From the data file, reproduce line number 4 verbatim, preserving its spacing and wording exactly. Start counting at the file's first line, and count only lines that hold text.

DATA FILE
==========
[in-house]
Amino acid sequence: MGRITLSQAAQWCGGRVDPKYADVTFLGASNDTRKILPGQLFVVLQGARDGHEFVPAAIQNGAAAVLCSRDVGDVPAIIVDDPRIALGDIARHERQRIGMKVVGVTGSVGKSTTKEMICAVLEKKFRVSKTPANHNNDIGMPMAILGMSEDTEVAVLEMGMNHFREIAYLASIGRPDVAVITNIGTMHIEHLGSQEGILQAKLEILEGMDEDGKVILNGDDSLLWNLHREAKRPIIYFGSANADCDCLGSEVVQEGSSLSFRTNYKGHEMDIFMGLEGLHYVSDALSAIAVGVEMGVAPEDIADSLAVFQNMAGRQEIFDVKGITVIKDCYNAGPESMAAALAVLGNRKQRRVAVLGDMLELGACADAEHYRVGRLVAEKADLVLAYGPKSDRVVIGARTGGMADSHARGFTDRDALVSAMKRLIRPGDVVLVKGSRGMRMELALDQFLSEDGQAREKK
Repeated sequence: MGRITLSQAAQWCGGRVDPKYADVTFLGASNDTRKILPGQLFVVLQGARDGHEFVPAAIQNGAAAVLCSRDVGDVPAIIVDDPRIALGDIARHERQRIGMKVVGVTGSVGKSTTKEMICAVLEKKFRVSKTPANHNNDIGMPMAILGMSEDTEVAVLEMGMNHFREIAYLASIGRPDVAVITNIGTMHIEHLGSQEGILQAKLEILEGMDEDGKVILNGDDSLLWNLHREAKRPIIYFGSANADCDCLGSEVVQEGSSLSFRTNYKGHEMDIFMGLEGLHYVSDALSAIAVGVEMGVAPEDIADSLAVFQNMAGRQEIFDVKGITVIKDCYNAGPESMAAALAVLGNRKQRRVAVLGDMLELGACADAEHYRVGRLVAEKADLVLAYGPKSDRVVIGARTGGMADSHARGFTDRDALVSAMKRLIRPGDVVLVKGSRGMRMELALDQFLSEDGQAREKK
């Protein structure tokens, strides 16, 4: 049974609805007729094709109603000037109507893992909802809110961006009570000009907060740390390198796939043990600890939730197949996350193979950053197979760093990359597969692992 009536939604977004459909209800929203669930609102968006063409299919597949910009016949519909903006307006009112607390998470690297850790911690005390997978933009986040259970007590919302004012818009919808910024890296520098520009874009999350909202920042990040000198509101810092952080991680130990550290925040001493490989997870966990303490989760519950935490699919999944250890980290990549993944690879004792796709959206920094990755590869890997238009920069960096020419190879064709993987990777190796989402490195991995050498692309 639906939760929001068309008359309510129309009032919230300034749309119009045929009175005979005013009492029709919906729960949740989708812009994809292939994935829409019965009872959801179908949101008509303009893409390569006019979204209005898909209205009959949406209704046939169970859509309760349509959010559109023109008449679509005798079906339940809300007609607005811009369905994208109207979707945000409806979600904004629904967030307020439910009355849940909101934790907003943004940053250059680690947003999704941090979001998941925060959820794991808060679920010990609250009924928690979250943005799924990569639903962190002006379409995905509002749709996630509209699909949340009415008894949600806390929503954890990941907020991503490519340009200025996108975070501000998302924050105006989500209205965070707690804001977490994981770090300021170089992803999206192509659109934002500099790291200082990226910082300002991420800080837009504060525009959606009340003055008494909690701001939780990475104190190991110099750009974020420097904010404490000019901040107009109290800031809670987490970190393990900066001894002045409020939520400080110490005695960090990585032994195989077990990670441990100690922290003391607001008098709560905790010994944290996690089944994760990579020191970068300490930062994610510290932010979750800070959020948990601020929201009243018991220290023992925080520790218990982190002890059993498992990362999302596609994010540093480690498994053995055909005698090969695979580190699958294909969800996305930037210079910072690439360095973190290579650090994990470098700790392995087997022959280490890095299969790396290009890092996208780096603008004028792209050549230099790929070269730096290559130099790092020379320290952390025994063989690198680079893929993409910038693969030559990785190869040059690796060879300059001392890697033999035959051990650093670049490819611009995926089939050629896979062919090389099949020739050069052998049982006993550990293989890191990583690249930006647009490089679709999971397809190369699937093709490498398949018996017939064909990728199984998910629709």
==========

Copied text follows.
């Protein structure tokens, strides 16, 4: 049974609805007729094709109603000037109507893992909802809110961006009570000009907060740390390198796939043990600890939730197949996350193979950053197979760093990359597969692992 009536939604977004459909209800929203669930609102968006063409299919597949910009016949519909903006307006009112607390998470690297850790911690005390997978933009986040259970007590919302004012818009919808910024890296520098520009874009999350909202920042990040000198509101810092952080991680130990550290925040001493490989997870966990303490989760519950935490699919999944250890980290990549993944690879004792796709959206920094990755590869890997238009920069960096020419190879064709993987990777190796989402490195991995050498692309 639906939760929001068309008359309510129309009032919230300034749309119009045929009175005979005013009492029709919906729960949740989708812009994809292939994935829409019965009872959801179908949101008509303009893409390569006019979204209005898909209205009959949406209704046939169970859509309760349509959010559109023109008449679509005798079906339940809300007609607005811009369905994208109207979707945000409806979600904004629904967030307020439910009355849940909101934790907003943004940053250059680690947003999704941090979001998941925060959820794991808060679920010990609250009924928690979250943005799924990569639903962190002006379409995905509002749709996630509209699909949340009415008894949600806390929503954890990941907020991503490519340009200025996108975070501000998302924050105006989500209205965070707690804001977490994981770090300021170089992803999206192509659109934002500099790291200082990226910082300002991420800080837009504060525009959606009340003055008494909690701001939780990475104190190991110099750009974020420097904010404490000019901040107009109290800031809670987490970190393990900066001894002045409020939520400080110490005695960090990585032994195989077990990670441990100690922290003391607001008098709560905790010994944290996690089944994760990579020191970068300490930062994610510290932010979750800070959020948990601020929201009243018991220290023992925080520790218990982190002890059993498992990362999302596609994010540093480690498994053995055909005698090969695979580190699958294909969800996305930037210079910072690439360095973190290579650090994990470098700790392995087997022959280490890095299969790396290009890092996208780096603008004028792209050549230099790929070269730096290559130099790092020379320290952390025994063989690198680079893929993409910038693969030559990785190869040059690796060879300059001392890697033999035959051990650093670049490819611009995926089939050629896979062919090389099949020739050069052998049982006993550990293989890191990583690249930006647009490089679709999971397809190369699937093709490498398949018996017939064909990728199984998910629709």